Crop Rotation Group
Fertile, well-drained soil.
No. Guavas are tropical evergreen trees with little tolerance for cold. They are hardy only to about 30°F (-1°C).
Feed with a balanced organic fertilizer every two months to maintain good productivity.
Single Plants: 6' 6" (2.00m) each way (minimum)
Rows: 6' 6" (2.00m) with 6' 6" (2.00m) row gap (minimum)
Sow and Plant
Set out container-grown trees at any time of year in tropical climates. Young plants need regular water their first year, and become more drought tolerant after they are well rooted. Guavas can grow to 20 feet (6 m) tall, but are at their best when kept pruned to 10 feet (3 m) tall. In containers set one plant per 14-inch (35 cm) wide pot. Guavas can be grown in pots for a year or two, but will not reach their productive potential until after they are planted in the ground.
Our Garden Planner can produce a personalized calendar of when to sow, plant and harvest for your area.
Native to the Caribbean and Central America, guavas are tropical trees that grow best where the weather stays warm year-round. Temperatures from 73° to 82°F (23°–28°C) are ideal. Guavas start producing three years or so after planting. Keep trees pruned to less than 10 feet (3 m) to keep fruit accessible and to reduce risk of wind damage. Guavas are not recommended for planting in some areas because of their tendency to become invasive.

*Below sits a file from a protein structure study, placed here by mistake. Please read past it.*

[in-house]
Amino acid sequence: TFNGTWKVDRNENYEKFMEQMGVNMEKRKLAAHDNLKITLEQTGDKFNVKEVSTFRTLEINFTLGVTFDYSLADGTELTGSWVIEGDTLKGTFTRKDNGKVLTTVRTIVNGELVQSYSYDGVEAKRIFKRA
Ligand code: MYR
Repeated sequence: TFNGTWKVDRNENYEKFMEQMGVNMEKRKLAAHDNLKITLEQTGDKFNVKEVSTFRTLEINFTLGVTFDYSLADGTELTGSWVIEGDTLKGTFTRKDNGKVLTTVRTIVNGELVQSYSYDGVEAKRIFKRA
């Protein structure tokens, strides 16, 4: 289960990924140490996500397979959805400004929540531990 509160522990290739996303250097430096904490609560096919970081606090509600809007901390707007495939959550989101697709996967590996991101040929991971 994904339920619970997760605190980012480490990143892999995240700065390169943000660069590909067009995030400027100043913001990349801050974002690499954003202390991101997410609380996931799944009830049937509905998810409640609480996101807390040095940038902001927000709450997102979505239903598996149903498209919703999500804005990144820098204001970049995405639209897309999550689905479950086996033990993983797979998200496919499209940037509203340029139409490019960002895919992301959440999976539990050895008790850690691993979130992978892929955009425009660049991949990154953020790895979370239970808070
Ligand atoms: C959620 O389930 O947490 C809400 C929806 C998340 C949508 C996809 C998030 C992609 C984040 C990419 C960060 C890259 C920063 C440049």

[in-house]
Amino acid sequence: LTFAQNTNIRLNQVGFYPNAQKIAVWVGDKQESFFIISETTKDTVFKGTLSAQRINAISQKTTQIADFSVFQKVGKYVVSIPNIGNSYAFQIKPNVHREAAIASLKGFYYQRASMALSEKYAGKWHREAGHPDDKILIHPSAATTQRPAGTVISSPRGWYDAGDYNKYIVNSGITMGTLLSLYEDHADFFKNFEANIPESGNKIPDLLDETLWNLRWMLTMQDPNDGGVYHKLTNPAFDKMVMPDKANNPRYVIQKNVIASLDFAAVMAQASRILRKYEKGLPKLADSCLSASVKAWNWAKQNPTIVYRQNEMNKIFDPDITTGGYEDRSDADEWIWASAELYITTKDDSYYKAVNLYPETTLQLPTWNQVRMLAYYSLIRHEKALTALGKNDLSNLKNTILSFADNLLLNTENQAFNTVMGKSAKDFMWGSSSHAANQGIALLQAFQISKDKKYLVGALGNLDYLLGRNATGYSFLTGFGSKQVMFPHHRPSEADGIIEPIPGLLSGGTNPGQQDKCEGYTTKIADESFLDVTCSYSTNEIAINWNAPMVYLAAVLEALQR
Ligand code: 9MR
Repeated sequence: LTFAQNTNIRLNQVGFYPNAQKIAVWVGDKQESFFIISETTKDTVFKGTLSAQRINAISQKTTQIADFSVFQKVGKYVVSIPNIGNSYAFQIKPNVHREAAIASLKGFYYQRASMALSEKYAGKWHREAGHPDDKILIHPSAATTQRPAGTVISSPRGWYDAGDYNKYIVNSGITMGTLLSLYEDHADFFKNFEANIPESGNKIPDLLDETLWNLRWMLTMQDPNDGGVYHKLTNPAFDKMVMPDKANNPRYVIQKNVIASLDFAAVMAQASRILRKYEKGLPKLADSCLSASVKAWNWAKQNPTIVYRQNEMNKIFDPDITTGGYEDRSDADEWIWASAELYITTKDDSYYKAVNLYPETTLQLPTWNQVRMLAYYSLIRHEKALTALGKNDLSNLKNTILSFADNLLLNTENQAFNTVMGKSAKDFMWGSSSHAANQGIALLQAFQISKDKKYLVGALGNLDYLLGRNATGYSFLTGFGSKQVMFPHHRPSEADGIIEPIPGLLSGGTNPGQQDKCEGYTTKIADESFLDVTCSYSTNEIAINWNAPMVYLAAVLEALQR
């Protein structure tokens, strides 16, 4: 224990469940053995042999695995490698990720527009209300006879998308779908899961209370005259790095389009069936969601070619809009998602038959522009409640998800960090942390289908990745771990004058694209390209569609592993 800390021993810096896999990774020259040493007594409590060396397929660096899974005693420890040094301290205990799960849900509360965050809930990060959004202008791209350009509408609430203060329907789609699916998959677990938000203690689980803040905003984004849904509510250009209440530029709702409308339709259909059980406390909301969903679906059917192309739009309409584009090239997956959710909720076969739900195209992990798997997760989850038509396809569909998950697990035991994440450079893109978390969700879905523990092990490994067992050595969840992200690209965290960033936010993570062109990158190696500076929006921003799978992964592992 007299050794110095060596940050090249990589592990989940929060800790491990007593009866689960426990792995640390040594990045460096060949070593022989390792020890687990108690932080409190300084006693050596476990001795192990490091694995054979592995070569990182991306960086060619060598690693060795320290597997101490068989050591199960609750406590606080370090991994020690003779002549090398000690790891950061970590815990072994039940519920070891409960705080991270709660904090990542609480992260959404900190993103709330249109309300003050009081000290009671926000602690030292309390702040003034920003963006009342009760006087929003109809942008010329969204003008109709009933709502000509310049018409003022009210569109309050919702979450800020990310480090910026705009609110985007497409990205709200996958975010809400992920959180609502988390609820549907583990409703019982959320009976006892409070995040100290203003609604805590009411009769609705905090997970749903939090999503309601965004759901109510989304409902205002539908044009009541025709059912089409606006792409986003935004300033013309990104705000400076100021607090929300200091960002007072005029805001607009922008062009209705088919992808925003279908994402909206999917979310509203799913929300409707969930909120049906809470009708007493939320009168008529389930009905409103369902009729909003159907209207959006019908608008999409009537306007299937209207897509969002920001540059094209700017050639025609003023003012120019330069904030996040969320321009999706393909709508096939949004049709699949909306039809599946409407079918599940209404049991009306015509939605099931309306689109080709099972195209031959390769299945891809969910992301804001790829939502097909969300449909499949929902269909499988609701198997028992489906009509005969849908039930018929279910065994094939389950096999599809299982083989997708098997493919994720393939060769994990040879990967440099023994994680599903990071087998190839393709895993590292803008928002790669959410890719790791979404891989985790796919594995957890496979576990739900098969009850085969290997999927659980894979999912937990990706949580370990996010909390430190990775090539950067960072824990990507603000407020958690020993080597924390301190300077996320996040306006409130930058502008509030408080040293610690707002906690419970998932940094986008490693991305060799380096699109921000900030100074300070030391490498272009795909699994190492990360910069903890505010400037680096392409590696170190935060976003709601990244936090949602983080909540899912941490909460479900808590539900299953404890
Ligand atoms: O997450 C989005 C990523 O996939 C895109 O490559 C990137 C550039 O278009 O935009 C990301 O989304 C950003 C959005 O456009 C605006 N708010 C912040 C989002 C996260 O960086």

Most guavas fruit during the winter months. Guavas are ready to harvest when the color of the fruits lightens from green to yellow-green or yellow. Allow fruits to soften at room temperature for a few days, or refrigerate guavas for longer term storage. Guavas benefit from pruning once or twice a year to remove crowded branches and control the size of the trees.
Several insects injure guava fruits grown in the Caribbean or South Florida. Covering ripening fruits with mesh bags provides protection from insects and animals. Plants that appear stunted may be infected with soil-borne nematodes.
Planting and Harvesting Calendar
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